The financial reforms being debated in the Senate have prompted resistance from a variety of businesses, but perhaps nowhere more intensely than in the already beleaguered auto industry, where dealers find themselves pitted against Mr. Obama in their aggressive campaign to exempt themselves from the new rules.
The probe into the financial meltdown has turned to hedge funds and what role they played in the crisis.
Massachusetts Secretary of State William Galvins sent a letter to 10 major banks on Friday concerning their exposure to municipal credit default swaps linked to bonds issued by the state's cities and towns.
The Senate has approved major items such as too-big-to-fail authority, Federal Reserve audits and larger capital requirements for banks, but major battles still loom.
the economy is in the throes of a V-shaped recovery. I've been saying that for months now. But is this recovery a temporary false dawn, or can we be confident it has legs? Will Washington's deficit-spending and debt-monetization policies be reversed, or is the soaring gold price a true negative signal for the future?
In the latest sign of the zeal in Congress to get tough on Wall Street, the Senate approved two initiatives on Thursday aimed at addressing the role that major credit rating agencies played in the 2008 financial collapse, including a proposal to end the reliance on companies like Moody’s Investors Service and Standard & Poor’s.
Former President Bill Clinton says it is "time to lower the rhetoric and talk about the facts," in reference to the government's scrutiny of Wall Street.
The European Cental Bank's bailout package is just a $1 trillion fig leaf covering the problem and a better move would have been to arrange for Greece and Portugal to leave the European Union.
Any assumption that the financial crisis is behind us is way off the mark, as the European Union is just shifting debt obligatoins between the public and private sector and not dealing with the undelying problem.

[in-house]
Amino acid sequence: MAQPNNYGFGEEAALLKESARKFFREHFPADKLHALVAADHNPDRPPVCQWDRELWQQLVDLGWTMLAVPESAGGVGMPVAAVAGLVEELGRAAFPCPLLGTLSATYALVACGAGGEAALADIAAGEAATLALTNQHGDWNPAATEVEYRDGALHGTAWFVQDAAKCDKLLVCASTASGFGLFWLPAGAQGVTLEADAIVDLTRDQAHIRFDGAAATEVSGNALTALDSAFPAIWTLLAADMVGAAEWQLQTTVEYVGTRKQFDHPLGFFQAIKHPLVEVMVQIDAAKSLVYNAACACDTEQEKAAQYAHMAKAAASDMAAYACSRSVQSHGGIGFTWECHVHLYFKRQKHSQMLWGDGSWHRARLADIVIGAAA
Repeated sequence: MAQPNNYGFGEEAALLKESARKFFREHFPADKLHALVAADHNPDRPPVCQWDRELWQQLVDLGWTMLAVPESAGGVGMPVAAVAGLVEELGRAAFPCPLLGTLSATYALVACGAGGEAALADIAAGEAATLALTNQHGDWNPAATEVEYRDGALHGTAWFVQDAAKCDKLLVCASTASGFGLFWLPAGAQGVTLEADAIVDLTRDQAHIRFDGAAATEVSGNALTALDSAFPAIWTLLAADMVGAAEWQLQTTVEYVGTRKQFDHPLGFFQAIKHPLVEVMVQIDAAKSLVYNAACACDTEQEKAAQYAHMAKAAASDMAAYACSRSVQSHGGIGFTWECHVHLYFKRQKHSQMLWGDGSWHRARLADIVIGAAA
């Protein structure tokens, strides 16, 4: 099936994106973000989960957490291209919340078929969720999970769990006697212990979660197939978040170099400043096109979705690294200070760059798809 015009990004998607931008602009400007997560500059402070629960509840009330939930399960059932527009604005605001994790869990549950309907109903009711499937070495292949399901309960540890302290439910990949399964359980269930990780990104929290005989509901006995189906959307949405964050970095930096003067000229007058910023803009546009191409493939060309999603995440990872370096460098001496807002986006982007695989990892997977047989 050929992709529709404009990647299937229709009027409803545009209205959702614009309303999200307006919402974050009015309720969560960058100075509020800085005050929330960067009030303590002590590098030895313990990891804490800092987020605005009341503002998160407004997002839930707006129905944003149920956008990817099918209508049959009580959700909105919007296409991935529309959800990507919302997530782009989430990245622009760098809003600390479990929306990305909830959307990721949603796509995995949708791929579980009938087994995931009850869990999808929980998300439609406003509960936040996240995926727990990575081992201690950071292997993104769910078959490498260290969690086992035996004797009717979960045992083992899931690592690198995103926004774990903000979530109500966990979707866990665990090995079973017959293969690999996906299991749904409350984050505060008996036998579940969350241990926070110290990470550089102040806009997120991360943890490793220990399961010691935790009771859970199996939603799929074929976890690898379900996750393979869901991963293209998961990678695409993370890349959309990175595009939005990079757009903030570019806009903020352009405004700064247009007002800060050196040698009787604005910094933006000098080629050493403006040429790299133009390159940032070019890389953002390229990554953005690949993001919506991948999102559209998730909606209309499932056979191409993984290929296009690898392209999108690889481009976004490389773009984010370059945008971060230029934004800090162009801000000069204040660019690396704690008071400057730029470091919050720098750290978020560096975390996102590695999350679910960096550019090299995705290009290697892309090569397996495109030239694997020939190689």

The three biggest credit agencies are now on the hook—along with eight Wall Street banks—in a probe involving whether they misled investors in toxic, mortgage-backed securities, CNBC has learned.
For the first time in Google's short, but colorful and profitable history, the company may be faced with more challenges than opportunities; no where is that concern reflected more clearly than in the company's stock price.
Over the last year, the Obama administration has pressed forward on hundreds of new mandates, while also stepping up enforcement of rules by increasing the ranks of inspectors and imposing higher fines for violations. The New York Times explains.
The European debt crisis has left markets vulnerable to any sovereign debt rating reports and ratings agencies have seen their influence mushroom in Europe.
Public attitudes toward the economy have created ominous political problems for the Democratic Party and for Wall Street, according to the new NBC News/Wall Street Journal poll.
Regulators examining the causes of the brief stock market free fall last Thursday are looking closely at heavy selling in the market for stock-index futures by a single trader, beginning 10 minutes before stock prices began to plummet. The NYT reports.
Political patience is washing away for BP executives who can't stop a broken underwater well from spewing oil into the Gulf, where crews were trying the latest solution—submerging a second containment box designed to funnel the gusher to a waiting tanker.
Make this market safe for regular investors again.
While BP's Gulf of Mexico oil spill has dimmed the prospects for new offshore oil drilling, next-generation biofuels may be able to compensate for that lost production, marking the start of a bigger move away from oil.
The autopsy continues on what caused a 1000 point drop in the Dow last Thursday. But with a quick look at the chart, it is obvious to the naked eye that electronic trading was at least partially to blame for the tailspin.
Europe's $1 trillion bailout fund might alleviate some of concerns that its debt problems could spread to the US, Philadelphia Fed President Charles Plosser told CNBC Monday